I have a file on my computer entitled “A Catalogue of all I’ve read since September 5, 2006”. It contains, well, a log of all that I’ve read since September 5, 2006. And, as you can see from the following screenshot


I’ve already read the Chronicles of Narnia since I started my “read every book” goal. What’s more, the books are in the pink font–indicating that I have read every juvenile fiction book by C.S. Lewis that Eiseley library owns. C.S. Lewis’s juvenile fiction works are officially “closed” to me.

Which is where Carrie’s challenge comes in handy. It just so happens that Carrie at Reading to Know is hosting a
Chronicles of Narnia Reading Challenge
Which offers me a perfect excuse to get some reading in. Thanks Carrie!

If you’d like to join in on the fun, go to Reading to Know and get linked up. Then read something Narnia related and blog about. Easy-peasy.

Non-bloggers are welcome to join in too–I’d love to talk with you or have you post comments on my blog related to Narnia. Or you could post your thoughts as Facebook notes. Or you could write a quick e-mail and send it to your friends (don’t forget to include me in your e-mail). Even if you don’t want to write about the experience, I encourage you to read the Chronicles of Narnia–they’re absolutely fantastic.

Two Year Anniversary: The Stats

I have a file named “A Catalogue of all I’ve read since September 5, 2006” on my hard-drive. In it, I have listed every book that I’ve read since, well, September 5, 2006. Two years ago. I don’t remember the precise events surrounding the formation of my goal, but for whatever reason, I decided to attempt to read every book in my local library (Eiseley Branch). In order to track my progress, I created that file.

Periodically, I tabulate the number of books I’ve read and record them at the bottom of the file–just so I can see what I’ve read, where I’ve been. I’ve written about it before, so I won’t bore you with the details. Instead, without further ado, my 2 year numbers:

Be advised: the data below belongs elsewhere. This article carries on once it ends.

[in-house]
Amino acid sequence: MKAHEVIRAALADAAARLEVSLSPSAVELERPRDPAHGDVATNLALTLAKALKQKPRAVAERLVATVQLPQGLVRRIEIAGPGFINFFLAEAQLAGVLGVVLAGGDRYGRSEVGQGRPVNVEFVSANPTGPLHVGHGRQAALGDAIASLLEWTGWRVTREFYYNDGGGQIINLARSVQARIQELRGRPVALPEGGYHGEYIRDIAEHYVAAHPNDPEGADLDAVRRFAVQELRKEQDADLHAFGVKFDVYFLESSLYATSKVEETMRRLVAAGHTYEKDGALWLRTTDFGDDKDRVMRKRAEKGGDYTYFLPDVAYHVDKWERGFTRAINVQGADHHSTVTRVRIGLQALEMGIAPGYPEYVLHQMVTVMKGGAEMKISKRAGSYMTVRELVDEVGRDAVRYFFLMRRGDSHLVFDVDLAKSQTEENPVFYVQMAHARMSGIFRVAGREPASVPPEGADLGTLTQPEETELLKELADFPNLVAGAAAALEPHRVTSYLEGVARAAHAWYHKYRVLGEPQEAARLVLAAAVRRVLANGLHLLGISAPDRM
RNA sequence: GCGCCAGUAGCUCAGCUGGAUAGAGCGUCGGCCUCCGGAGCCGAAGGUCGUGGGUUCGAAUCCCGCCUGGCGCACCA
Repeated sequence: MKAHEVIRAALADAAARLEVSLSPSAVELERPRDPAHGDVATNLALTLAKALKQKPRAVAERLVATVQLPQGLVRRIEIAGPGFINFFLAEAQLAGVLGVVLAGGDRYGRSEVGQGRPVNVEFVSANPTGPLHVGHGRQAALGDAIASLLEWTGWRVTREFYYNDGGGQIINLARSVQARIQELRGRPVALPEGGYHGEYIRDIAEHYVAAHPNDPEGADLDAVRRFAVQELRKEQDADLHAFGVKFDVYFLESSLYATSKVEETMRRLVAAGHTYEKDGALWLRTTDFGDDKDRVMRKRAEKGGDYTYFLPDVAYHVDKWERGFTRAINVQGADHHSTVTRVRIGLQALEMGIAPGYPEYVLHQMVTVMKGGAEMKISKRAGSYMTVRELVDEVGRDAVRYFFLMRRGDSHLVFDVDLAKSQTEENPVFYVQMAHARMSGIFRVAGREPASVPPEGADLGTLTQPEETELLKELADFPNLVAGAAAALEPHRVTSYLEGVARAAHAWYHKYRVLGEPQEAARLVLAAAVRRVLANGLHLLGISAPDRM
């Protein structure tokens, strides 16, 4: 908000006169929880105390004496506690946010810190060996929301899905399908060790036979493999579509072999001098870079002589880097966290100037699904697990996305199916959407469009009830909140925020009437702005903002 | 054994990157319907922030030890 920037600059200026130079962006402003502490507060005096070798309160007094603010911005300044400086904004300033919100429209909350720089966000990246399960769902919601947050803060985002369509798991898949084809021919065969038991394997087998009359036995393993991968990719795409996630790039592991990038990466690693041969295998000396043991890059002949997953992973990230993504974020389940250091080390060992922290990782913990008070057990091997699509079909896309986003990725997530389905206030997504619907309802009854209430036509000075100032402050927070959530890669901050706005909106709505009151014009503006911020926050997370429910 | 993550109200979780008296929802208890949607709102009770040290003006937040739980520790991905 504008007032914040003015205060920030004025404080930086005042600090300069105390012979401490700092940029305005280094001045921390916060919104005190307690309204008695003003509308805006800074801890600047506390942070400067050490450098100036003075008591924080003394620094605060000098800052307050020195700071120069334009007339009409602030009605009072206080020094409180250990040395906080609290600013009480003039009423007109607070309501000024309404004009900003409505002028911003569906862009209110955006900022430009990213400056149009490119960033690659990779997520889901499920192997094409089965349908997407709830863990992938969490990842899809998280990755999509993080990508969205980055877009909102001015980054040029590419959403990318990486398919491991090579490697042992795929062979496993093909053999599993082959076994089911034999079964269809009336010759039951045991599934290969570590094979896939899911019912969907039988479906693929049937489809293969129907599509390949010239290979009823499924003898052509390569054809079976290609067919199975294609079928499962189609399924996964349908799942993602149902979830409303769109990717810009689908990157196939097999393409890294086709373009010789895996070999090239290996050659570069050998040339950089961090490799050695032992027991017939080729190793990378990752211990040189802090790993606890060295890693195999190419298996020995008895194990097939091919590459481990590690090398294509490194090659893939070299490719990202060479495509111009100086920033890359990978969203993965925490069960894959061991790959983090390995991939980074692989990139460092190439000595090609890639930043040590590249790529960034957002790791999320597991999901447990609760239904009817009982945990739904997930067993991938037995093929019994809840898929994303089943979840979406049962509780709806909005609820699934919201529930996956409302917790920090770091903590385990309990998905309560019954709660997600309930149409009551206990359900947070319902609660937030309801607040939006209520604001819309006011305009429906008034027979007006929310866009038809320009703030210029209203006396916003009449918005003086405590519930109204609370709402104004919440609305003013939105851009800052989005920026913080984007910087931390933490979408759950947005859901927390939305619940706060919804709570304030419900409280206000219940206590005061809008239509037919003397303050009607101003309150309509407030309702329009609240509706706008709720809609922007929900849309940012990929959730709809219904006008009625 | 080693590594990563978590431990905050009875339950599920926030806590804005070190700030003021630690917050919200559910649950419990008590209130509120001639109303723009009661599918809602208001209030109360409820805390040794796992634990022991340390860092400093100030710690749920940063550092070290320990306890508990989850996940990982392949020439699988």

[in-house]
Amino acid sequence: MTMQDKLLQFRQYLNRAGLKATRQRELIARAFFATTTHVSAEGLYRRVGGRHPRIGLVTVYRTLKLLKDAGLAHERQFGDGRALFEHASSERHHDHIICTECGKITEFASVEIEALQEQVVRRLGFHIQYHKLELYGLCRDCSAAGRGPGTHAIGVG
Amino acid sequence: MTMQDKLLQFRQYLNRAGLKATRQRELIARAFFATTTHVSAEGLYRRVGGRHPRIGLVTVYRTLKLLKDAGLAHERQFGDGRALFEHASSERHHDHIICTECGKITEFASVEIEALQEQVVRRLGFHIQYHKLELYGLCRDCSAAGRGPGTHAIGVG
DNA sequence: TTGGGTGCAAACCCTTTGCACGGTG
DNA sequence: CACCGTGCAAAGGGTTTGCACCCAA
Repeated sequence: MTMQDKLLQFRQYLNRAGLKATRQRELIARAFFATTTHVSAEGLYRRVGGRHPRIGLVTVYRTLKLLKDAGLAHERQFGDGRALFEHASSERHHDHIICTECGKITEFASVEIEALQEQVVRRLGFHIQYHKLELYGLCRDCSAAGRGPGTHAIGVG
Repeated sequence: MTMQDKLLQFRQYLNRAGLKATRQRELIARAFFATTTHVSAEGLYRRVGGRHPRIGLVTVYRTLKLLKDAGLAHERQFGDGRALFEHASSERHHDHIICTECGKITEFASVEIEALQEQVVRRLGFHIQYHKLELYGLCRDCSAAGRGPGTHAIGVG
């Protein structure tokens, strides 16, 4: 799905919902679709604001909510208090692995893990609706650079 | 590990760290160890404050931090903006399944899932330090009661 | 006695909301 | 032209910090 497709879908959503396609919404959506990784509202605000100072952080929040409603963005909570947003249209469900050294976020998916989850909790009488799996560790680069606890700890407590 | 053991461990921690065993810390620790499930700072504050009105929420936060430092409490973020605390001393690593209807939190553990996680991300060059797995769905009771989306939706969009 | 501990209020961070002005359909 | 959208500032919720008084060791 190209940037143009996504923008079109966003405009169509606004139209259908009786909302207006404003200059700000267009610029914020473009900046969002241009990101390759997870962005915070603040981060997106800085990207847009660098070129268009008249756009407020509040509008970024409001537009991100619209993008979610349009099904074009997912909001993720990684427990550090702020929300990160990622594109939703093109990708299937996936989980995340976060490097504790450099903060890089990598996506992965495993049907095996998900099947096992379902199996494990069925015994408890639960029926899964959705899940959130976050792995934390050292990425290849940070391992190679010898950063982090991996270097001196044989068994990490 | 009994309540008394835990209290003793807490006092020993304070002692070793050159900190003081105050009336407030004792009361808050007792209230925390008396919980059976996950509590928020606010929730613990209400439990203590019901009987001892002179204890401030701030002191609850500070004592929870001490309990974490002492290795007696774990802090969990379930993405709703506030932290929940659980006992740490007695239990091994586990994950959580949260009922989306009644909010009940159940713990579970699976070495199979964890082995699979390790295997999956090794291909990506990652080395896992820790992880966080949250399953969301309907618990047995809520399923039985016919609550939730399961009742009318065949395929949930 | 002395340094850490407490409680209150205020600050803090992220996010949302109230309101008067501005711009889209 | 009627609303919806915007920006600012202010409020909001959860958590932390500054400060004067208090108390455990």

TOTALS as of 9-5-2008 (729 days-2 YEARS)
Juvenile Picture 86
Juvenile, First Read 24
Juvenile, Chapter 71
Juvenile Fiction 126
Juvenile Nonfiction 49
Young Adult 10
Juvenile CD 4
Juvenile DVD 15
Juvenile Video 1
Fiction 175
Nonfiction 325
Audio Cassette 2
Audio CD 34
DVD 24
Periodicals 30
Total 976books
1.34 books per day

I’m pretty proud of my progress–although bummed that my average has dropped (by almost a tenth of a book per day) and that I fell short of 1000 in my first two years. I mean, seriously, I was 24 books short. I could have easily exceeded that had I finished all the books I started but took back to the library before finishing when I left for Mexico. If I didn’t have the “do one project” rule for craft books, I could have exceeded it on quilting books alone. (And we’re talking read. As in, every word of text. Not just looking at pictures. I have another file that tells which craft books I’ve read and has pictures of potential projects to do out of them.)

When was the last time you checked up on a goal? Take a little time to assess your progress. Celebrate how far you’ve come. And grab another book (or pick up your quilt or take a walk or whatever that goal might be) and keep going!